Every morning we gathered around the flagpole for Colors. The whole camp, standing in a circle, watched as the two flag-bearers carefully unfolded the flag, hooked it to the flagpole, and hoisted it up. Then it was time for breakfast.
Every evening the day ended there again, with Taps. The flag was lowered, ritually folded, and carried to its resting place in the Playhouse.
You were never supposed to let it touch the ground.
I learned all these things the first time I became a flag-bearer. I was nervous, with everyone watching; afraid I’d let a corner slip.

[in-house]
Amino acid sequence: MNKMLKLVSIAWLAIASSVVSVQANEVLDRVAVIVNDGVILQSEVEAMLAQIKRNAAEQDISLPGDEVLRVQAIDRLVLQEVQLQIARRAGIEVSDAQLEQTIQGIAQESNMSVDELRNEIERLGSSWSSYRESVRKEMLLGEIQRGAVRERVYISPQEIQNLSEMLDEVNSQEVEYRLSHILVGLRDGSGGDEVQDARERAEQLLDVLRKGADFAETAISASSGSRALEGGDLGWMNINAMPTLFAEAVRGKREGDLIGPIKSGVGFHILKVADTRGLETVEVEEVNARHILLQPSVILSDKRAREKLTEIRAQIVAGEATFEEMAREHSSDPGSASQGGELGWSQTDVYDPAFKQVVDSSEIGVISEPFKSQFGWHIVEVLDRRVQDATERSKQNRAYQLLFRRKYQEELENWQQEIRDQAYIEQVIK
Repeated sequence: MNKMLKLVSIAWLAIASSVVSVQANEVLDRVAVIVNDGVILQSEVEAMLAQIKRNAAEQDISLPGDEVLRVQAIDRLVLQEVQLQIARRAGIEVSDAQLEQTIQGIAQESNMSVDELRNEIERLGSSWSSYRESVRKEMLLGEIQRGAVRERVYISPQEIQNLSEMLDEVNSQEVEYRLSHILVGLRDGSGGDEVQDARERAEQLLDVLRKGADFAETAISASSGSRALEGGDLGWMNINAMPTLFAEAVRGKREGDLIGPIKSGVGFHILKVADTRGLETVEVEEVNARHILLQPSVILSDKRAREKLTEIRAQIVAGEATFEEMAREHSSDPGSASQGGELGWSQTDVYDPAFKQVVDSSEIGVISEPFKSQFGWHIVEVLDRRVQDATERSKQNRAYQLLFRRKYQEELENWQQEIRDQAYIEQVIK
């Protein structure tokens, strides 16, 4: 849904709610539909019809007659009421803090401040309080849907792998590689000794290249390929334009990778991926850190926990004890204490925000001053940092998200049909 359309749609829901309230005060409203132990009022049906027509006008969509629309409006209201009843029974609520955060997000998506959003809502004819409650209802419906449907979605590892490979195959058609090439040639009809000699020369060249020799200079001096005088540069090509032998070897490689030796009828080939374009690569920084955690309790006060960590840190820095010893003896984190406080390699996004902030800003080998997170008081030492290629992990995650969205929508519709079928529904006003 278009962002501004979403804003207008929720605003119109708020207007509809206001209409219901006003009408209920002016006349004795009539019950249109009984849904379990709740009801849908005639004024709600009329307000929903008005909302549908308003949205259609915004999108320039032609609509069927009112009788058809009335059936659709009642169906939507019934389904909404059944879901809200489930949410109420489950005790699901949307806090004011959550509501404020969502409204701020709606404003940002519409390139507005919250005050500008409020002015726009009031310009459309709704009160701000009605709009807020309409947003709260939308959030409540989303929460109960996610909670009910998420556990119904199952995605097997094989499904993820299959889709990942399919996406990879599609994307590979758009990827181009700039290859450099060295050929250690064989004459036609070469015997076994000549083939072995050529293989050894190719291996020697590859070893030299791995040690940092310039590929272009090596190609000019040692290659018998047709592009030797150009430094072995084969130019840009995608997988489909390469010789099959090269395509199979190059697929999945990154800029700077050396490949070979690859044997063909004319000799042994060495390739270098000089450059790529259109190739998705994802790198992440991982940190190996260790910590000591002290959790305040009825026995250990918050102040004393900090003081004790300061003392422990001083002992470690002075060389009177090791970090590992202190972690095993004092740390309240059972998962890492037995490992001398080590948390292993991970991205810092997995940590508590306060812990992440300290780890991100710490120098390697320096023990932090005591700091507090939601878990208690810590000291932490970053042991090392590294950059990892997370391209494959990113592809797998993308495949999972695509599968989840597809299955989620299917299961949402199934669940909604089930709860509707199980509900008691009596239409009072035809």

I see flags left up all night these days, and even though I believe patriotism comes dangerously close to jingoism, the sight makes me cringe a little – just like, though I’m about as far from being a Catholic anymore as one can get, the thought of chewing the Eucharistic host still bothers me.
And who knew that these symbols were so similar? The host not only represents, but is considered to be Christ’s body; the flag, as Congress declared in 1949, “represents a living country and is itself considered a living thing.”